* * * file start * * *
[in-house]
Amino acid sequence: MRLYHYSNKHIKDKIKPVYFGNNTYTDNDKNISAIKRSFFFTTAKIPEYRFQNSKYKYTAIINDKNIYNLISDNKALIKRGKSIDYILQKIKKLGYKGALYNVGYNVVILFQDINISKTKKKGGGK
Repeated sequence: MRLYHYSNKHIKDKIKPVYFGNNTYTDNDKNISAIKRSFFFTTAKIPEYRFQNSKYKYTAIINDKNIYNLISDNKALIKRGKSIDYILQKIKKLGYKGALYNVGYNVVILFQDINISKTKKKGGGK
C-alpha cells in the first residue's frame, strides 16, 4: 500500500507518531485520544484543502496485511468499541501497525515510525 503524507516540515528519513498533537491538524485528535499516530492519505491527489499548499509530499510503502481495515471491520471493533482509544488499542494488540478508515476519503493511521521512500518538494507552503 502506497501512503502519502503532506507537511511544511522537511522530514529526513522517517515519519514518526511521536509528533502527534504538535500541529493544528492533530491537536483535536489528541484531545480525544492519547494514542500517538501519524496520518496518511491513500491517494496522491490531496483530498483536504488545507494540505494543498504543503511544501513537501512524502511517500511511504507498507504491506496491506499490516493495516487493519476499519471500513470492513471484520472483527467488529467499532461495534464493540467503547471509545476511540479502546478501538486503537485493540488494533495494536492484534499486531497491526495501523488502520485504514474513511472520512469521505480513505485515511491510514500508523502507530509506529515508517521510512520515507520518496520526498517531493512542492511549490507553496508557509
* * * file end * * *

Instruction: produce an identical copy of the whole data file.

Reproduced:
[in-house]
Amino acid sequence: MRLYHYSNKHIKDKIKPVYFGNNTYTDNDKNISAIKRSFFFTTAKIPEYRFQNSKYKYTAIINDKNIYNLISDNKALIKRGKSIDYILQKIKKLGYKGALYNVGYNVVILFQDINISKTKKKGGGK
Repeated sequence: MRLYHYSNKHIKDKIKPVYFGNNTYTDNDKNISAIKRSFFFTTAKIPEYRFQNSKYKYTAIINDKNIYNLISDNKALIKRGKSIDYILQKIKKLGYKGALYNVGYNVVILFQDINISKTKKKGGGK
C-alpha cells in the first residue's frame, strides 16, 4: 500500500507518531485520544484543502496485511468499541501497525515510525 503524507516540515528519513498533537491538524485528535499516530492519505491527489499548499509530499510503502481495515471491520471493533482509544488499542494488540478508515476519503493511521521512500518538494507552503 502506497501512503502519502503532506507537511511544511522537511522530514529526513522517517515519519514518526511521536509528533502527534504538535500541529493544528492533530491537536483535536489528541484531545480525544492519547494514542500517538501519524496520518496518511491513500491517494496522491490531496483530498483536504488545507494540505494543498504543503511544501513537501512524502511517500511511504507498507504491506496491506499490516493495516487493519476499519471500513470492513471484520472483527467488529467499532461495534464493540467503547471509545476511540479502546478501538486503537485493540488494533495494536492484534499486531497491526495501523488502520485504514474513511472520512469521505480513505485515511491510514500508523502507530509506529515508517521510512520515507520518496520526498517531493512542492511549490507553496508557509